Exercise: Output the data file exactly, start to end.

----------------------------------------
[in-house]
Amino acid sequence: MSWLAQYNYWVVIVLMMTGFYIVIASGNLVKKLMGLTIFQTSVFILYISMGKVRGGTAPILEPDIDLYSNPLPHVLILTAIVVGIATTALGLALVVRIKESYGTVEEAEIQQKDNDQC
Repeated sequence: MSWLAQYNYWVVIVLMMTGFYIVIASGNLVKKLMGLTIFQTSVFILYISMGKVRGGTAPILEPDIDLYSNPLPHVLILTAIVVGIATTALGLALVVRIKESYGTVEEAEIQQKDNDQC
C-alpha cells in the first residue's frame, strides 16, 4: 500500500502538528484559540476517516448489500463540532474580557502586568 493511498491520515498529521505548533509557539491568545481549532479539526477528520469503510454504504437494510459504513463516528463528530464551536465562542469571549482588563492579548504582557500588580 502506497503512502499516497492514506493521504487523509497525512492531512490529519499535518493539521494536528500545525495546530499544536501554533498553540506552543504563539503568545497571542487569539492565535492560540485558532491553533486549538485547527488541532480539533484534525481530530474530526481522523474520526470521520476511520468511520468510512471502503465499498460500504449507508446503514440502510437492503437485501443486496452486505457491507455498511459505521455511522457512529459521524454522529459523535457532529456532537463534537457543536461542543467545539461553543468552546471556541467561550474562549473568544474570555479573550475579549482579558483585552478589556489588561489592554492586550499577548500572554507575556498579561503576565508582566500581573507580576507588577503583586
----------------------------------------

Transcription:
[in-house]
Amino acid sequence: MSWLAQYNYWVVIVLMMTGFYIVIASGNLVKKLMGLTIFQTSVFILYISMGKVRGGTAPILEPDIDLYSNPLPHVLILTAIVVGIATTALGLALVVRIKESYGTVEEAEIQQKDNDQC
Repeated sequence: MSWLAQYNYWVVIVLMMTGFYIVIASGNLVKKLMGLTIFQTSVFILYISMGKVRGGTAPILEPDIDLYSNPLPHVLILTAIVVGIATTALGLALVVRIKESYGTVEEAEIQQKDNDQC
C-alpha cells in the first residue's frame, strides 16, 4: 500500500502538528484559540476517516448489500463540532474580557502586568 493511498491520515498529521505548533509557539491568545481549532479539526477528520469503510454504504437494510459504513463516528463528530464551536465562542469571549482588563492579548504582557500588580 502506497503512502499516497492514506493521504487523509497525512492531512490529519499535518493539521494536528500545525495546530499544536501554533498553540506552543504563539503568545497571542487569539492565535492560540485558532491553533486549538485547527488541532480539533484534525481530530474530526481522523474520526470521520476511520468511520468510512471502503465499498460500504449507508446503514440502510437492503437485501443486496452486505457491507455498511459505521455511522457512529459521524454522529459523535457532529456532537463534537457543536461542543467545539461553543468552546471556541467561550474562549473568544474570555479573550475579549482579558483585552478589556489588561489592554492586550499577548500572554507575556498579561503576565508582566500581573507580576507588577503583586